Melbourne-based developer Growland has unveiled plans for its new high-end residential tower featuring Australia's first "sky garage".
The high-speed German-engineered parking system will allow car owners to display two of their most prized vehicles in a glass display port that sits adjacent to the main living area.
The revolutionary parking technology, the first of its kind in Australia, will be part of Neue Grand, a 20-storey apartment tower located at 613 St Kilda Road in Melbourne.
The tower, designed by award-winning architecture firm Rothelowman, will feature one 350sq m apartment per level.
Each full-floor apartment, estimated to cost in the region of $6 million, will offer at least three bedrooms and feature high-tech amenities such as home automation and fingerprint access.
Growland will be the first developer to bring this garage technology to Australia and Melbourne where there is "significant demand" from buyers at the top end of the market.
Rothelowman will also tailor apartments to suit their buyer's unique requirements.
Neue Grand will now be buoyed by this specialised engineering which has long featured in up-market developments in cities such as Singapore and New York.
“Neue Grand will appeal to buyers that are typically hard to impress; they want to see something they have never seen before and they will spare no expense for the sake of quality design and avant-garde opulence,” Growland chief executive Ronald Chan said.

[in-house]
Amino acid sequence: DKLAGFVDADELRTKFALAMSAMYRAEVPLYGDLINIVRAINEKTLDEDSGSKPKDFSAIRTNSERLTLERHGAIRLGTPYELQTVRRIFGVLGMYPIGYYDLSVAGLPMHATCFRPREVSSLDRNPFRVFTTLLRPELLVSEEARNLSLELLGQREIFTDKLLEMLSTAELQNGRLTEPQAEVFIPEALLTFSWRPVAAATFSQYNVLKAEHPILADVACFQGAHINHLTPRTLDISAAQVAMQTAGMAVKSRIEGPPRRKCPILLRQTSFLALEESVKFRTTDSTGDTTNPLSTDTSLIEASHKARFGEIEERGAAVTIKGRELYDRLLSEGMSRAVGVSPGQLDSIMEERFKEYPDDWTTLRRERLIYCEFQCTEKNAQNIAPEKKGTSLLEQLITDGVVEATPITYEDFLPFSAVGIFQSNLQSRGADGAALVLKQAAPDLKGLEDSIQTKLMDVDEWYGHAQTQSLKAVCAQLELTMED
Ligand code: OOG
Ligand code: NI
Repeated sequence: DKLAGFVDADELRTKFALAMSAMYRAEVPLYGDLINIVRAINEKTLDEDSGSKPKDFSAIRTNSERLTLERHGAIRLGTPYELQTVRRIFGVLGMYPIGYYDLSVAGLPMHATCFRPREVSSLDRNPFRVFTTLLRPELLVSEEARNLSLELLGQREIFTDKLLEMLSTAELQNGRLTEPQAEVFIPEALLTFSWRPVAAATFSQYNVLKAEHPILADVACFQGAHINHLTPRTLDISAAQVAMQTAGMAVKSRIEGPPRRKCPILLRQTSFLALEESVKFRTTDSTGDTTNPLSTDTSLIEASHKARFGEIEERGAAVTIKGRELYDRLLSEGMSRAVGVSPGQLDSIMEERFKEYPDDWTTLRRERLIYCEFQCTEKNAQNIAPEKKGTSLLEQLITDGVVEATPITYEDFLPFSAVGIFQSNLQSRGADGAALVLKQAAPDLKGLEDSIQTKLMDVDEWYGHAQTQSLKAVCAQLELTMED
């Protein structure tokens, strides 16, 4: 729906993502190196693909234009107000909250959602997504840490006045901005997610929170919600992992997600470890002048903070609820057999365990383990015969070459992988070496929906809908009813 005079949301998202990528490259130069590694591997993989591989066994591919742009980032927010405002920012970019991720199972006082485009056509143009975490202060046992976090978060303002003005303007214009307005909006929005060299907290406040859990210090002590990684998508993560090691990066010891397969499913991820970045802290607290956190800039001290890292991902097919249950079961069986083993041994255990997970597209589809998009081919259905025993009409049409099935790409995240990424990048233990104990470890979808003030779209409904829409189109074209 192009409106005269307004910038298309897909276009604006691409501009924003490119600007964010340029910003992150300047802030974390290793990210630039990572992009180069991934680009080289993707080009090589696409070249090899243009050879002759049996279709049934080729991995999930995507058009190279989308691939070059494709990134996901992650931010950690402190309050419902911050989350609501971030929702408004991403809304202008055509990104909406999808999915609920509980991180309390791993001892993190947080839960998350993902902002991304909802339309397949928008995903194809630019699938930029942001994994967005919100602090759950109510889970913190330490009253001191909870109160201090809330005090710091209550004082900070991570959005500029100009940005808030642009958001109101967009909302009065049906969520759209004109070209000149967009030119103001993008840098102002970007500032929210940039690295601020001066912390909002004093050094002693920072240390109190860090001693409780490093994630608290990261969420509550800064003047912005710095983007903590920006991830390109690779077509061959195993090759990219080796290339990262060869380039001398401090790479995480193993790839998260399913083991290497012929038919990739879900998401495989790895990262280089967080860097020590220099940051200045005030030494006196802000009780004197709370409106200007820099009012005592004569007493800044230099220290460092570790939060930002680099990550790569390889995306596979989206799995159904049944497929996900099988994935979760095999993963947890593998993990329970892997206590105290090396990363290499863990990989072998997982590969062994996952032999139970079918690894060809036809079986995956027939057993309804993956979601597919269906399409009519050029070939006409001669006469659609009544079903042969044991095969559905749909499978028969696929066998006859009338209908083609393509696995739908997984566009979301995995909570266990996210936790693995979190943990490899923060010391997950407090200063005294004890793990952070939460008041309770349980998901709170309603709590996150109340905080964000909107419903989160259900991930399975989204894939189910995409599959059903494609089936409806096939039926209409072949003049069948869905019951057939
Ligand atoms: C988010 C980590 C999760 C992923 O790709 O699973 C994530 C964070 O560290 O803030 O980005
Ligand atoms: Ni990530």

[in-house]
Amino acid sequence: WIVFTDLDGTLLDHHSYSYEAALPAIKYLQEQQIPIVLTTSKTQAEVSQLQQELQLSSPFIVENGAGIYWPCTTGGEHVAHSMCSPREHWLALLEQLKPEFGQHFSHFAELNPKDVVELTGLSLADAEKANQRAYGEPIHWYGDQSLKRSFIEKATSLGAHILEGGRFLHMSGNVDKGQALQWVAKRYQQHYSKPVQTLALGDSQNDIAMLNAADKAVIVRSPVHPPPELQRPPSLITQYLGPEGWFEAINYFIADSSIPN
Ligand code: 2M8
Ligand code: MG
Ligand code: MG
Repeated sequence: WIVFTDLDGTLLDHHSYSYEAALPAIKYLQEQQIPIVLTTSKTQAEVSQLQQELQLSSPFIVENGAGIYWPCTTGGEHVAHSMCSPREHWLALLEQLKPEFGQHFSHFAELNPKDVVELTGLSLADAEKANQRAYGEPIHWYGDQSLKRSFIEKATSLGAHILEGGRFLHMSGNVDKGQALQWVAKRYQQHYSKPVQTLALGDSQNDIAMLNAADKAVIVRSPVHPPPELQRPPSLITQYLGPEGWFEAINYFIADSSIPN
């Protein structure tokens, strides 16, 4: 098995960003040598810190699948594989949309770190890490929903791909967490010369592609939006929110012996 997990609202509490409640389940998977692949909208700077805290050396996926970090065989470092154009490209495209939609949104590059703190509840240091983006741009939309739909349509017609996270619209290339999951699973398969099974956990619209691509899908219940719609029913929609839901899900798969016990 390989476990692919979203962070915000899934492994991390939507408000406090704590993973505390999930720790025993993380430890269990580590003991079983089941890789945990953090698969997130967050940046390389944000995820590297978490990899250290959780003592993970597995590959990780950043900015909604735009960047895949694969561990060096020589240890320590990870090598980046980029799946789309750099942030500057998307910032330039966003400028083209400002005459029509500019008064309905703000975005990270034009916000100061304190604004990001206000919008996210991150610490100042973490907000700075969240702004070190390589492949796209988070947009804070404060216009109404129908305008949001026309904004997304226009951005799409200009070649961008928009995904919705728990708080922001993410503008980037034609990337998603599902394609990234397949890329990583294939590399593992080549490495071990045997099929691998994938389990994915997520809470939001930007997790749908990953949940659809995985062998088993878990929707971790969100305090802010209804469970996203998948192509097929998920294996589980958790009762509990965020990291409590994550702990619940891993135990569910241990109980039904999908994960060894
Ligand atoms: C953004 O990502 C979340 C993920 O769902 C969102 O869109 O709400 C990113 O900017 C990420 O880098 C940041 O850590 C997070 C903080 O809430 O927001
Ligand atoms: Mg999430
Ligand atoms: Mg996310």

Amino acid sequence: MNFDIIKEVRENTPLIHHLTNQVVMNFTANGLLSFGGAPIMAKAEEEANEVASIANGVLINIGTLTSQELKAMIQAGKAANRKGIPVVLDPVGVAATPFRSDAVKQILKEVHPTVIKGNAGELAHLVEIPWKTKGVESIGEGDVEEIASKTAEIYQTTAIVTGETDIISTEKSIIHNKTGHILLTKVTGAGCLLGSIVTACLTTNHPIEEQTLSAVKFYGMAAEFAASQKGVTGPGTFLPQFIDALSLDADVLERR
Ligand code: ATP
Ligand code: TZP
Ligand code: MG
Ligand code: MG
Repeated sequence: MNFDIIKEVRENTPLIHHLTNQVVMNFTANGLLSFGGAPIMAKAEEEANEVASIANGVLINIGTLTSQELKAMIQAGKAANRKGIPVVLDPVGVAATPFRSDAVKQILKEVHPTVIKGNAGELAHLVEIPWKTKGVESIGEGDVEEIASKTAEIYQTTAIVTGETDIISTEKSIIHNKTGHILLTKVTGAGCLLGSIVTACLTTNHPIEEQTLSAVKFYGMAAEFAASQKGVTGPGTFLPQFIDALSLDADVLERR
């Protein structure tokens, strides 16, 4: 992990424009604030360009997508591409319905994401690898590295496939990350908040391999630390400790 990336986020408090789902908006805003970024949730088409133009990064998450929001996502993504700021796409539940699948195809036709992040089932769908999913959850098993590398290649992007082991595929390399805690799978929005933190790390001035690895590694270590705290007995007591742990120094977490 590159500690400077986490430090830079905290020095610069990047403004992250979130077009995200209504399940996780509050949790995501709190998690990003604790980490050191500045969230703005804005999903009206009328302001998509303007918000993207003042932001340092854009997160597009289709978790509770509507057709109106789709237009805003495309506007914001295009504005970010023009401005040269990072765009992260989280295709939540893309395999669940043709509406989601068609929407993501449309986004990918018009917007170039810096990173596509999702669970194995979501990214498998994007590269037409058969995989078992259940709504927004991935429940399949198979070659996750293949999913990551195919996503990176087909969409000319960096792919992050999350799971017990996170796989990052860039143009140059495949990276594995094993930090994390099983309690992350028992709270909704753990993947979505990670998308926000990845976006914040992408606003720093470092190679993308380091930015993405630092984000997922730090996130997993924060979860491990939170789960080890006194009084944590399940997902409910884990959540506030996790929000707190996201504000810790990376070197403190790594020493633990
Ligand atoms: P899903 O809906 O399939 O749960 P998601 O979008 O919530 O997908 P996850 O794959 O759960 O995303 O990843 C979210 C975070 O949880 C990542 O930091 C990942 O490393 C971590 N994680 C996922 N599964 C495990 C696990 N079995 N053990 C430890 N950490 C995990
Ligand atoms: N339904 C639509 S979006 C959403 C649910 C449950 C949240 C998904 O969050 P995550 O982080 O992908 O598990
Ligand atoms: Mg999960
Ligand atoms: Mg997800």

Growland chairman and founder Bruce Chan noted that the company's recent expansion within the market was due to a diverse approach to location and clientele.
“This project is elite in every way; from the exclusive full-floor apartments to the oversized layout and of course the sky garage, it is truly the only project in Australia that will offer all the benefits of a luxury home with the convenience and amenity of a penthouse apartment,” Chan said.
While permits for Neue Grand were secured last October, a number of changes to the original application, including the "sky garage", are now awaiting final approval.
Growland, who acquired the site in 2015 for $12.1 million, will commence construction next year.